HOW CT SCANS WORK: CT scans use X-rays to image the body. X-rays can pass through most materials. It all depends on the size of the atoms that make up the material; larger atoms absorb X-ray photons, while smaller atoms do not, allowing X-rays to pass right through. For instance, the soft tissue in the body is composed of smaller atoms, so it doesn't absorb X-rays very well. But calcium atoms in the bones are much larger and do absorb X-rays. A camera on the other side of the patient records the patterns of X-ray light passing through the patient's body. In a CT scan, a series of X-ray beams is directed through the body from different angles. This creates cross-sections so scientists can get a better view of the body. The images are put together by a computer into a stack of pictures that can be viewed rapidly, like flipping through a deck of cards.
ABOUT COMPUTER MODELING: Computer modeling is used to simulate the structure and appearance both of static objects, such as building architecture, and of dynamic situations, such as a football game. Computer models can enable the user to test the consequences of choices and decisions. They can provide cutaway views that let you see aspects of an object that would be invisible in the real artifact, as well as visualization tools that can provide many different perspectives. Physical models that reproduce behavior are limited by the physics of the world, while computer models have much looser bounds. Physical models of living things can reproduce very few behaviors, compared to simulation models, and physical models simply cannot capture the sorts of species-level and conceptual-level phenomena that artificial life and artificial intelligence models do. Computer models enable you to run companies and civilizations, fight battles, play football games and evolve new species.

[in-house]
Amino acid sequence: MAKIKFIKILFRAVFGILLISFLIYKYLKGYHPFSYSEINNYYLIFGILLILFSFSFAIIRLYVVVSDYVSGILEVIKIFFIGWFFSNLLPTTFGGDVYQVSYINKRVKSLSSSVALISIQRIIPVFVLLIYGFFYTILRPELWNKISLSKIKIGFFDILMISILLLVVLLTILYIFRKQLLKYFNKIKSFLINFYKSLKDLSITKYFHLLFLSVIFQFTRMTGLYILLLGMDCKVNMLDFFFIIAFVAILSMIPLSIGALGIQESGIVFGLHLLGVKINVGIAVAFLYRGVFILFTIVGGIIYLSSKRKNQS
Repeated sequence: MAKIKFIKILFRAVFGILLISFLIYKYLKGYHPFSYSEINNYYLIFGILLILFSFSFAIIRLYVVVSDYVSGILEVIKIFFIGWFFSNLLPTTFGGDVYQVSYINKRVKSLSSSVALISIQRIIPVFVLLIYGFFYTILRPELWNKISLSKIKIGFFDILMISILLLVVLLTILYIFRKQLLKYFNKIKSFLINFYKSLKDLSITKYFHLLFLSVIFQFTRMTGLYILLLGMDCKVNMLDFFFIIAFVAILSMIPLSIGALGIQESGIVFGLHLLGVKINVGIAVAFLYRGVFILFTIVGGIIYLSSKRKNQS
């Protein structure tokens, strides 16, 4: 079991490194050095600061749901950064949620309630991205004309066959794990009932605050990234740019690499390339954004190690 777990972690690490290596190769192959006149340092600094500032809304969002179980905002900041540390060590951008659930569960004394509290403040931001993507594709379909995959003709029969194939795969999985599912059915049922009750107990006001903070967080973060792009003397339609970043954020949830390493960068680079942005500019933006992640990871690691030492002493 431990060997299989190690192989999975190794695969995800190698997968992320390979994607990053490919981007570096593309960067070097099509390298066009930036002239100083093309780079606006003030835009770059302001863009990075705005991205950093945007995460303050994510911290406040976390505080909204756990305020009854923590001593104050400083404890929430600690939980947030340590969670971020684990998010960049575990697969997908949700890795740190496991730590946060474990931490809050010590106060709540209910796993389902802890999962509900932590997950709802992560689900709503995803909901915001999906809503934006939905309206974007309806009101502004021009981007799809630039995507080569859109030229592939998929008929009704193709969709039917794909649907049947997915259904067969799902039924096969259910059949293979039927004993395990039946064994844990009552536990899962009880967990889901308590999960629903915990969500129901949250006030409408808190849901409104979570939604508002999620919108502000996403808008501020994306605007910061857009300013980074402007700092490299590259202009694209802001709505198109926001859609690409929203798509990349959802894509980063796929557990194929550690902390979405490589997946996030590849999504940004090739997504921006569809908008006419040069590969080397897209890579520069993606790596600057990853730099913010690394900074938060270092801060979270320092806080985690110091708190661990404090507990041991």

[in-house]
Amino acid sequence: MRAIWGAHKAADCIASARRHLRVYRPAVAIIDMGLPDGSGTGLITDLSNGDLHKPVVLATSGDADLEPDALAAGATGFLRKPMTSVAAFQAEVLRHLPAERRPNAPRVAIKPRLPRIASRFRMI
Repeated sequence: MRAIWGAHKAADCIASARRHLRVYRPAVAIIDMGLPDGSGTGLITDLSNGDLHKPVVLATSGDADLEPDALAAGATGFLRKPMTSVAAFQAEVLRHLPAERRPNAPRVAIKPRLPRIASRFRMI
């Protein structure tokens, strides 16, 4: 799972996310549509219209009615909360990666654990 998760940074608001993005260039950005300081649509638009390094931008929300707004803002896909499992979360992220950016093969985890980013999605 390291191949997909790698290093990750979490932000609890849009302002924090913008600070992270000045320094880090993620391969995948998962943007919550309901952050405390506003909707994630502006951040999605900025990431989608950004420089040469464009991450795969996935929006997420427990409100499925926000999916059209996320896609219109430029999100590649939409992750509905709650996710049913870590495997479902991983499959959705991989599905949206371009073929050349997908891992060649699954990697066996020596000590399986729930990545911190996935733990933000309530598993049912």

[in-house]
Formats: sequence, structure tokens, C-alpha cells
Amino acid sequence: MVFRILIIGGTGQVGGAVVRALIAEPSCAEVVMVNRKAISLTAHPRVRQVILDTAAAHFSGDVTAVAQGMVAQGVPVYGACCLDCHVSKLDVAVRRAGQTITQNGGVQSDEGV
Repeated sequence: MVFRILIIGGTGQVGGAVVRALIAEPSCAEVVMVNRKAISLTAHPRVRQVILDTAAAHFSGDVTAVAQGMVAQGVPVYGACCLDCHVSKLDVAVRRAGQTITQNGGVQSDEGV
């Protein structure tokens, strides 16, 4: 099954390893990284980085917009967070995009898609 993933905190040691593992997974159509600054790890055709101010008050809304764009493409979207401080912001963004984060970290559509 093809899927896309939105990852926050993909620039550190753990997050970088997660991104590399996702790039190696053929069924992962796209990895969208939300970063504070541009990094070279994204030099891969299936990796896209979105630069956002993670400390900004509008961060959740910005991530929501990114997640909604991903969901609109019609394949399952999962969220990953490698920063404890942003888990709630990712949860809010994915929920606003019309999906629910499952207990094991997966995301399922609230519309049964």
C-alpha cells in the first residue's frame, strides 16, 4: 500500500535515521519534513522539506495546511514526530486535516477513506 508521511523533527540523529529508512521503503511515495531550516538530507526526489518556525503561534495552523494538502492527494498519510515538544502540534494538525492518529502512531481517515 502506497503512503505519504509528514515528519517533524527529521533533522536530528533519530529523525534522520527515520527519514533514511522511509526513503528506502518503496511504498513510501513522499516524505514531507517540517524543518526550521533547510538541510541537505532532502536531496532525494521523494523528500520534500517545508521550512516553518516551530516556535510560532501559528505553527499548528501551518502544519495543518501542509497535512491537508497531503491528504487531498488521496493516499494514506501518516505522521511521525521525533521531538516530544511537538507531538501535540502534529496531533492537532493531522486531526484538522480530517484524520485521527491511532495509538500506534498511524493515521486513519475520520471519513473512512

The Institute of Electrical and Electronics Engineers, Inc.-USA, contributed to the information contained in the TV portion of this report.